Under Wilkinson, things finally started to pick up. In his second season in charge, the Second Division title was secured with a midfield consisting of the talents of David Batty, Gordon Strachan, Gary Speed and, erm, Vinnie Jones.
A strong fourth-place finish in 1990-91 augered well for the future but it was still a surprise when the Elland Road side challenged for the title in a head-to-head with Manchester United the following season. Buoyed by the talents of John Lukic in goal, Gary McAllister replacing Jones in midfield, and Lee Chapman up front, Leeds kept in touch with the ‘other’ United until the closing weeks of the season when the Old Trafford club rather amusingly self-imploded and lost three games on the spin to hand the title to Wilkinson and his men.
By the end of that season, a certain Frenchman had made a name for himself and was widely credited with helping Leeds over the line in the title race. Eric Cantona had been signed halfway through the season and had contributed in the form of just three league goals but his mere presence had been inspirational.
The following autumn, with Leeds’ title defence already floundering, Wilkinson then made the most controversial decision seen at Elland Road for 18 years when he decided to accept Sir Alex Ferguson’s offer of a million pounds for Cantona. As the Frenchman disappeared out the door and onto four more title medals in the next five seasons, Leeds once more went into demise and finished the season following the title win in 17th place in the 22-team Premier League table, just two points above the relegation zone.
As title defences go it was a pretty disastrous one, and although Wilkinson struggled on for a few more seasons, Leeds were never again to challenge under his stewardship. In 1996, he was finally put out of his, and pretty much everyone else’s, misery and George Graham was appointed in his stead.
Under first Graham, and then his successor and former right-hand-man, David O’Leary Leeds fought their way back towards the top table of English and indeed European football. In Graham’s first full season in charge, the club finished a more than healthy fifth and thus qualified for Europe in the shape of the UEFA Cup. This was followed up with an improvement to fourth the next year after O’Leary took over when Graham decamped for London and the Tottenham Hotspur job.
Year-on progress was maintained with a top-three finish in 2000 and thus qualification for the Champions League where a fairytale ride saw O’Leary lead his charges all the way to the semi-final before an aggregate defeat by Valencia finally ended the dream.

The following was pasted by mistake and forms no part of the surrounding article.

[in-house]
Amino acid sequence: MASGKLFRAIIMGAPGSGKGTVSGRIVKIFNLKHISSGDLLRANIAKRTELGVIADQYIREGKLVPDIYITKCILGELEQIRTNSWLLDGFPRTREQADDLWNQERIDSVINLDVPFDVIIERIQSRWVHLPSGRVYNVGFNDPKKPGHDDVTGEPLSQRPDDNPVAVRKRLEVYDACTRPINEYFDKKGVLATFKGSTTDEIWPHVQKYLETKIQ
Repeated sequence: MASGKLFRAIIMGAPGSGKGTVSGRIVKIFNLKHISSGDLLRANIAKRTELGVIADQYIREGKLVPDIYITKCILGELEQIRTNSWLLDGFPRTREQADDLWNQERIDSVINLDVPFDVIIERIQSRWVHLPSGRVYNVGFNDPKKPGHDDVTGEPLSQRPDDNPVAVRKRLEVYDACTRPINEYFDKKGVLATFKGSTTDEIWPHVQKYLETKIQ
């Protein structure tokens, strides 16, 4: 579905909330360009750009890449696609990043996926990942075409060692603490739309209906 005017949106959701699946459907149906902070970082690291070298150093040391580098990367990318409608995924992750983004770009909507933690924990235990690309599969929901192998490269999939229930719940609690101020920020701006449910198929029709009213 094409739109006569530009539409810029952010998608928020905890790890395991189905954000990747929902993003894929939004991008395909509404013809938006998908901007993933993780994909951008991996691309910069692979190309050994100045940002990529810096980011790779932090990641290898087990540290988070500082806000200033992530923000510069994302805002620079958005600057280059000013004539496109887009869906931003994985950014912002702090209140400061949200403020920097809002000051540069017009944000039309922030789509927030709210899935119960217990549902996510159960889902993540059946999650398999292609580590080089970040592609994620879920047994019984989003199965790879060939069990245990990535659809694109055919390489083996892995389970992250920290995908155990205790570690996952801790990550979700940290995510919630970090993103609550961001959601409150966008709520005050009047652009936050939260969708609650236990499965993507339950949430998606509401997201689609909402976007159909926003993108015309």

Six years later and the club was in the third flight!
So, what went wrong? Basically, the twenty-first century Leeds dream was built on a wing and a prayer financially, and when O’Leary’s side was unable to maintain regular Champions League football the bottom fell out of the club. Spending beyond their means ultimately led to administration, points deductions, fire sales of players, a revolving door through which managers came and went, and, naturally, struggles on the pitch.
After relegation from the Premier League in 2004, the club continued to decline and further problems in the boardroom led to the double whammy in 2007 of relegation once again and a 15-point deduction from the start of the following 2007-08 season. Three seasons were spent in the third flight of English football for the once-mighty Leeds, during which the nadir was undoubtedly a defeat by non-league Histon in the first round of the 2008-09 FA Cup.
Following eventual promotion back to the Championship in 2010, it was to be another decade before Premier League football would return to Elland Road. The appointment of Marcelo Bielsa in 2018 ushered in a new dawn for the club, although promotion was missed out on in his first season courtesy of a play-off defeat to ‘Frank Lampard’s Derby County’ *
A year later Bielsa’s men made sure of promotion in fine style by winning the Championship by ten points. A solid first season back in the Premier saw Leeds finish in the top half of the table in ninth spot.
Time will tell if Leeds can continue to push on, but it is unlikely that the Glory Days of Don Revie or Howard Wilkinson’s times in charge will ever return. The tale of Leeds, however, is a sobering one in terms of not one but two relatively recent sharp falls from grace.
- The club’s official name during the 2018-19 season.